"A" has a signature that differs from one in the super class only by return type. That's not overloading or overriding ... it's just illegal. The following method should work whether you call it with an instance of super or an instance of p2. Think about why the compiler won't allow the signature in p2.
"B" has a signature that differs by argument type. That's overloading whether in the same class or another. The compiler and runtime can clearly tell what code to call and what should be returned.
Did that help?
BTW: Get in the habit of starting classnames with a capital letter, like Super and P2. Other folks who read the code will immediately spot the caps and realize you mean a class. [ November 01, 2006: Message edited by: Stan James ]
A good question is never answered. It is not a bolt to be tightened into place but a seed to be planted and to bear more seed toward the hope of greening the landscape of the idea. John Ciardi
Anyways, If you are defining the same method in same class then it's Overloading.
And if you are defining the method in another class then that is called as Overriding.
This is wrong!
It is true, that methods can be overridden only in a subclass. But you can overload methods in the same or in subclasses. And the difference has something to do with return types and parameter list.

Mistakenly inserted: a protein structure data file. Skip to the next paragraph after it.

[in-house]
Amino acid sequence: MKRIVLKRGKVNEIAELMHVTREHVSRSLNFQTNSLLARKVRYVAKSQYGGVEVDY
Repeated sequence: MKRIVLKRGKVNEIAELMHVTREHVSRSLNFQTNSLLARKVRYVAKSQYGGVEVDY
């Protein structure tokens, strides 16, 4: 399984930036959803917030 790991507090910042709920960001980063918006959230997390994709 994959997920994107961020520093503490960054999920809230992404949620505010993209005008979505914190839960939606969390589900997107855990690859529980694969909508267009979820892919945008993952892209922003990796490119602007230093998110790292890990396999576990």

Here's an example of an overload in a subclass:
Overriding: in a subclass method must have the same name and the same parameter list. method must have the same return type (or see covariant returns for Java5) + some additionals regarding visibility, exception throwing...
Overloading: in the same class or a subclass method must have the same name. method must have a different parameter list. method may have a different return type
The difference between overriding and overloading is extremely important. For example different behaviour in late binding. You cannot get it by posting to or reading in a newsgroup - not even the Javaranch.
Study the Sun Tutorials. Or perhaps have a first idea with wikipedia.